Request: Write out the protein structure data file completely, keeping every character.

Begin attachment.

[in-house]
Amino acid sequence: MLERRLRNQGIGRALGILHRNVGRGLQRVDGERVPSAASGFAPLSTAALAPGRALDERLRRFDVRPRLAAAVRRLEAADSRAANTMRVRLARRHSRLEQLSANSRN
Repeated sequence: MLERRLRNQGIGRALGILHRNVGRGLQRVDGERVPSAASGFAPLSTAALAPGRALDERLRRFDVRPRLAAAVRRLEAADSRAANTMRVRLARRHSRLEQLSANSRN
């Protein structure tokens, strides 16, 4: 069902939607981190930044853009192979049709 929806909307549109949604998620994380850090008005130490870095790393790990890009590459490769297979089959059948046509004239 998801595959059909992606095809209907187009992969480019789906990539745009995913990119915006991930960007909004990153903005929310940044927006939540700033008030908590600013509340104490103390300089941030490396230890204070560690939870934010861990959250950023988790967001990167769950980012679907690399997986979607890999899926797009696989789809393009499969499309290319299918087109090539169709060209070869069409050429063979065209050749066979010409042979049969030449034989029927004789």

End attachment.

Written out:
[in-house]
Amino acid sequence: MLERRLRNQGIGRALGILHRNVGRGLQRVDGERVPSAASGFAPLSTAALAPGRALDERLRRFDVRPRLAAAVRRLEAADSRAANTMRVRLARRHSRLEQLSANSRN
Repeated sequence: MLERRLRNQGIGRALGILHRNVGRGLQRVDGERVPSAASGFAPLSTAALAPGRALDERLRRFDVRPRLAAAVRRLEAADSRAANTMRVRLARRHSRLEQLSANSRN
């Protein structure tokens, strides 16, 4: 069902939607981190930044853009192979049709 929806909307549109949604998620994380850090008005130490870095790393790990890009590459490769297979089959059948046509004239 998801595959059909992606095809209907187009992969480019789906990539745009995913990119915006991930960007909004990153903005929310940044927006939540700033008030908590600013509340104490103390300089941030490396230890204070560690939870934010861990959250950023988790967001990167769950980012679907690399997986979607890999899926797009696989789809393009499969499309290319299918087109090539169709060209070869069409050429063979065209050749066979010409042979049969030449034989029927004789």